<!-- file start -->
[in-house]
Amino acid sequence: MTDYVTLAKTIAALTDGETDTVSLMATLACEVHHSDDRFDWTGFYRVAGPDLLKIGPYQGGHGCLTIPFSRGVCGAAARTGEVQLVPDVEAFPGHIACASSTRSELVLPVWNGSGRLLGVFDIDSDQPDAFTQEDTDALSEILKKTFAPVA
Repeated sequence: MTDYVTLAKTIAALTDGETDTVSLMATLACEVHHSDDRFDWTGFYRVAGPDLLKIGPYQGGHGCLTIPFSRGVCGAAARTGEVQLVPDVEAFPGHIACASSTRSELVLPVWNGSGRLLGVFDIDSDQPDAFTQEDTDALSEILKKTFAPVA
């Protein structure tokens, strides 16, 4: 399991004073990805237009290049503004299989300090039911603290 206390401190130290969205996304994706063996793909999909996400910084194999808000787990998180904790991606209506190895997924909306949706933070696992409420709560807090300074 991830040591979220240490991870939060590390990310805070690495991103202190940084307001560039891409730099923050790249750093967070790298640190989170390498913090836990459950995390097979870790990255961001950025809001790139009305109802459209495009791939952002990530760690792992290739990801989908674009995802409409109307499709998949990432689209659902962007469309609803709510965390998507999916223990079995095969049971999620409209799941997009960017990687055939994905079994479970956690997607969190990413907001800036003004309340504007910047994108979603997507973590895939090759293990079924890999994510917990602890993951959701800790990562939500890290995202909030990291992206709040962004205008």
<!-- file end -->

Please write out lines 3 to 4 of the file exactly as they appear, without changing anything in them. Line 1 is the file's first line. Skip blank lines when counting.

Repeated sequence: MTDYVTLAKTIAALTDGETDTVSLMATLACEVHHSDDRFDWTGFYRVAGPDLLKIGPYQGGHGCLTIPFSRGVCGAAARTGEVQLVPDVEAFPGHIACASSTRSELVLPVWNGSGRLLGVFDIDSDQPDAFTQEDTDALSEILKKTFAPVA
């Protein structure tokens, strides 16, 4: 399991004073990805237009290049503004299989300090039911603290 206390401190130290969205996304994706063996793909999909996400910084194999808000787990998180904790991606209506190895997924909306949706933070696992409420709560807090300074 991830040591979220240490991870939060590390990310805070690495991103202190940084307001560039891409730099923050790249750093967070790298640190989170390498913090836990459950995390097979870790990255961001950025809001790139009305109802459209495009791939952002990530760690792992290739990801989908674009995802409409109307499709998949990432689209659902962007469309609803709510965390998507999916223990079995095969049971999620409209799941997009960017990687055939994905079994479970956690997607969190990413907001800036003004309340504007910047994108979603997507973590895939090759293990079924890999994510917990602890993951959701800790990562939500890290995202909030990291992206709040962004205008």